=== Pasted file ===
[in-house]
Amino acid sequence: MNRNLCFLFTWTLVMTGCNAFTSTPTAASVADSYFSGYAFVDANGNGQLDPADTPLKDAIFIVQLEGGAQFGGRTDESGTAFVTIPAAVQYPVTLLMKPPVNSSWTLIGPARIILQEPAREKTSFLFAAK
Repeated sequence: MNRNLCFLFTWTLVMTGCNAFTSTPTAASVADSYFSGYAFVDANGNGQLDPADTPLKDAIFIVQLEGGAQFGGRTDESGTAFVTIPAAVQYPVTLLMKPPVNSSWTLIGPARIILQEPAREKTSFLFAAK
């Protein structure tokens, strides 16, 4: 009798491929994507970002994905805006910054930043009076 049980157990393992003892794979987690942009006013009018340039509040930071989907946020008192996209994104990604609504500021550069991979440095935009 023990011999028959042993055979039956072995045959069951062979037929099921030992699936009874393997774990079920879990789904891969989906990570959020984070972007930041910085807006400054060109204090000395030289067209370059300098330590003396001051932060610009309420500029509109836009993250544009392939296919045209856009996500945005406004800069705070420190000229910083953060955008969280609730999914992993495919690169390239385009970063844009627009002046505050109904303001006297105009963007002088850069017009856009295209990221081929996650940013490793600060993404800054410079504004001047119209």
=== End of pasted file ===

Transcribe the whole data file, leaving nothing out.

[in-house]
Amino acid sequence: MNRNLCFLFTWTLVMTGCNAFTSTPTAASVADSYFSGYAFVDANGNGQLDPADTPLKDAIFIVQLEGGAQFGGRTDESGTAFVTIPAAVQYPVTLLMKPPVNSSWTLIGPARIILQEPAREKTSFLFAAK
Repeated sequence: MNRNLCFLFTWTLVMTGCNAFTSTPTAASVADSYFSGYAFVDANGNGQLDPADTPLKDAIFIVQLEGGAQFGGRTDESGTAFVTIPAAVQYPVTLLMKPPVNSSWTLIGPARIILQEPAREKTSFLFAAK
């Protein structure tokens, strides 16, 4: 009798491929994507970002994905805006910054930043009076 049980157990393992003892794979987690942009006013009018340039509040930071989907946020008192996209994104990604609504500021550069991979440095935009 023990011999028959042993055979039956072995045959069951062979037929099921030992699936009874393997774990079920879990789904891969989906990570959020984070972007930041910085807006400054060109204090000395030289067209370059300098330590003396001051932060610009309420500029509109836009993250544009392939296919045209856009996500945005406004800069705070420190000229910083953060955008969280609730999914992993495919690169390239385009970063844009627009002046505050109904303001006297105009963007002088850069017009856009295209990221081929996650940013490793600060993404800054410079504004001047119209």